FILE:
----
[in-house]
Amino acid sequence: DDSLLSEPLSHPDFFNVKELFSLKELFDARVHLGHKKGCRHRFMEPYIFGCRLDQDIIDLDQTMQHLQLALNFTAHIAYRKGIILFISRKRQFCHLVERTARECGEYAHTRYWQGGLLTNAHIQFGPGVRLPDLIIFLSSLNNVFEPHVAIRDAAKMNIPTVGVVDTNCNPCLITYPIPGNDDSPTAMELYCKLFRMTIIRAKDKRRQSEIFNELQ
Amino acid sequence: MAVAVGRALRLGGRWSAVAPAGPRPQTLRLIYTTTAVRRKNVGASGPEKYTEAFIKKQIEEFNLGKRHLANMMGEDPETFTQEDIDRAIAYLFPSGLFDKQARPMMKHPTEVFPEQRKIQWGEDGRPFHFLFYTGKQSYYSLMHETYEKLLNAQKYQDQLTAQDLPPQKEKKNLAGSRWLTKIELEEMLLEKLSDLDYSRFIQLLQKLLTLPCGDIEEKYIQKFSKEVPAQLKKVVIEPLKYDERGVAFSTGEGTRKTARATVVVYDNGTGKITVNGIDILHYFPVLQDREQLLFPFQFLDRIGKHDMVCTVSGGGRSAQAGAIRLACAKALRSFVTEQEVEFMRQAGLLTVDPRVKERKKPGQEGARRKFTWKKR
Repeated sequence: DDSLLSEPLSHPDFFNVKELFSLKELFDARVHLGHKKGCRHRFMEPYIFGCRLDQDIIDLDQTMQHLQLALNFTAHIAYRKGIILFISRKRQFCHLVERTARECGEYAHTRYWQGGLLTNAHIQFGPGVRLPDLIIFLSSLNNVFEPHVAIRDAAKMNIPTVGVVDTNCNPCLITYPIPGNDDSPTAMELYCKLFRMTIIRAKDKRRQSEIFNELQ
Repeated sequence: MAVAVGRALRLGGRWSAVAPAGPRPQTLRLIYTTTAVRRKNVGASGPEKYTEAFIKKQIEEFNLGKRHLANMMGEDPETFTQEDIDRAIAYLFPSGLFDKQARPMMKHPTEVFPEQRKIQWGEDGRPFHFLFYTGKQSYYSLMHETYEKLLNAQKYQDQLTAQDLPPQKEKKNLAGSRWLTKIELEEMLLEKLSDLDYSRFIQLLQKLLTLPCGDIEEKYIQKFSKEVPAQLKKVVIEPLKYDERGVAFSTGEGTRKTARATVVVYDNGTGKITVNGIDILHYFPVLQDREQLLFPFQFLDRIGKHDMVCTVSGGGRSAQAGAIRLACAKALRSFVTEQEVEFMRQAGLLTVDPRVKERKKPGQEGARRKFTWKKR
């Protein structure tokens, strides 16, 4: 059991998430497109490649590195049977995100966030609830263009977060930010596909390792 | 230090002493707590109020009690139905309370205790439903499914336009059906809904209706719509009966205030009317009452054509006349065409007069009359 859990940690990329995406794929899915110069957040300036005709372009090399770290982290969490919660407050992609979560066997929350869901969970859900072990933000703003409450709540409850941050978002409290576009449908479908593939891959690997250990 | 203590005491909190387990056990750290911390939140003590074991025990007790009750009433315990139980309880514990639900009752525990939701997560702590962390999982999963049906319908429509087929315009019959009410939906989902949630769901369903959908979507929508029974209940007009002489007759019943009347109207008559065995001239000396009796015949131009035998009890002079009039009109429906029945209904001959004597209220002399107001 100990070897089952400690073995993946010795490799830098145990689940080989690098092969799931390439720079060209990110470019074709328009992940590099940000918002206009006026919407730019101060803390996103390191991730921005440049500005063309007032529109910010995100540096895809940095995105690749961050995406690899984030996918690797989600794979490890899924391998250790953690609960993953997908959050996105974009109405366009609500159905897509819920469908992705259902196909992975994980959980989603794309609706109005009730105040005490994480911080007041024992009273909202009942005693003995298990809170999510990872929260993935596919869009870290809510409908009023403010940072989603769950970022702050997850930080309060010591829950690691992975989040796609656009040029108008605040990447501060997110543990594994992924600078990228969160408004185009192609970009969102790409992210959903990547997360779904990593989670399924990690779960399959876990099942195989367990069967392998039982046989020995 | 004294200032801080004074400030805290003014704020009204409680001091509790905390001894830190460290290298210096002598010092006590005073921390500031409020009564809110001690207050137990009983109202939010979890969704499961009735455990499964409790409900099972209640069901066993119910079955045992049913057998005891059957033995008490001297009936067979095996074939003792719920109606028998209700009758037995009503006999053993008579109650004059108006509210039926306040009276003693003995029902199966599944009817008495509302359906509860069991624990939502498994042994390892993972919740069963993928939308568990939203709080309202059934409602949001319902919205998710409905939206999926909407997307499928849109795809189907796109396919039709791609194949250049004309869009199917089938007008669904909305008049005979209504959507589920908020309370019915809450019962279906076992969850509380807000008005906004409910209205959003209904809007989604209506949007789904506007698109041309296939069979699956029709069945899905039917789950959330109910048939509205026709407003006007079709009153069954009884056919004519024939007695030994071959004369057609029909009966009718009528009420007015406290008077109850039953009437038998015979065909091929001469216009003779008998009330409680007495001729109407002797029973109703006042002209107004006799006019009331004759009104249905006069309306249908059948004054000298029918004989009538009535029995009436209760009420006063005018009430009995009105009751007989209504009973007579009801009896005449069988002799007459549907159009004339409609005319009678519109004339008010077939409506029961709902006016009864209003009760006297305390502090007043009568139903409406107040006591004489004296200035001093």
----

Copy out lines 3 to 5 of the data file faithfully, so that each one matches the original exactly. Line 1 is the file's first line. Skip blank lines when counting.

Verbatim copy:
Amino acid sequence: MAVAVGRALRLGGRWSAVAPAGPRPQTLRLIYTTTAVRRKNVGASGPEKYTEAFIKKQIEEFNLGKRHLANMMGEDPETFTQEDIDRAIAYLFPSGLFDKQARPMMKHPTEVFPEQRKIQWGEDGRPFHFLFYTGKQSYYSLMHETYEKLLNAQKYQDQLTAQDLPPQKEKKNLAGSRWLTKIELEEMLLEKLSDLDYSRFIQLLQKLLTLPCGDIEEKYIQKFSKEVPAQLKKVVIEPLKYDERGVAFSTGEGTRKTARATVVVYDNGTGKITVNGIDILHYFPVLQDREQLLFPFQFLDRIGKHDMVCTVSGGGRSAQAGAIRLACAKALRSFVTEQEVEFMRQAGLLTVDPRVKERKKPGQEGARRKFTWKKR
Repeated sequence: DDSLLSEPLSHPDFFNVKELFSLKELFDARVHLGHKKGCRHRFMEPYIFGCRLDQDIIDLDQTMQHLQLALNFTAHIAYRKGIILFISRKRQFCHLVERTARECGEYAHTRYWQGGLLTNAHIQFGPGVRLPDLIIFLSSLNNVFEPHVAIRDAAKMNIPTVGVVDTNCNPCLITYPIPGNDDSPTAMELYCKLFRMTIIRAKDKRRQSEIFNELQ
Repeated sequence: MAVAVGRALRLGGRWSAVAPAGPRPQTLRLIYTTTAVRRKNVGASGPEKYTEAFIKKQIEEFNLGKRHLANMMGEDPETFTQEDIDRAIAYLFPSGLFDKQARPMMKHPTEVFPEQRKIQWGEDGRPFHFLFYTGKQSYYSLMHETYEKLLNAQKYQDQLTAQDLPPQKEKKNLAGSRWLTKIELEEMLLEKLSDLDYSRFIQLLQKLLTLPCGDIEEKYIQKFSKEVPAQLKKVVIEPLKYDERGVAFSTGEGTRKTARATVVVYDNGTGKITVNGIDILHYFPVLQDREQLLFPFQFLDRIGKHDMVCTVSGGGRSAQAGAIRLACAKALRSFVTEQEVEFMRQAGLLTVDPRVKERKKPGQEGARRKFTWKKR